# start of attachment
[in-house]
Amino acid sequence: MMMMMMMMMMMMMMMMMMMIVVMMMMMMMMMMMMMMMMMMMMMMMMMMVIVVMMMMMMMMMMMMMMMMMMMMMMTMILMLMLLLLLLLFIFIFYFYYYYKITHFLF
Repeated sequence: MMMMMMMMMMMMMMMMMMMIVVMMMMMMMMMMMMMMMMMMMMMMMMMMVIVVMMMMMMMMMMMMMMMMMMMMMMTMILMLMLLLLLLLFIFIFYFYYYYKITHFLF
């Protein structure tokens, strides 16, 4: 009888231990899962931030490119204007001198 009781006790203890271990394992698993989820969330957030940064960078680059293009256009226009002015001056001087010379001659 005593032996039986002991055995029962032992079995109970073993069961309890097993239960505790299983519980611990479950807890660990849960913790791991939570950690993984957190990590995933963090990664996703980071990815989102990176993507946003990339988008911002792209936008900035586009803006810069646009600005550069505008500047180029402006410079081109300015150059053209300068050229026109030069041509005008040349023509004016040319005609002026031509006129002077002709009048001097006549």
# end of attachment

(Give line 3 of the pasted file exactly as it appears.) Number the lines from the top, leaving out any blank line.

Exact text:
Repeated sequence: MMMMMMMMMMMMMMMMMMMIVVMMMMMMMMMMMMMMMMMMMMMMMMMMVIVVMMMMMMMMMMMMMMMMMMMMMMTMILMLMLLLLLLLFIFIFYFYYYYKITHFLF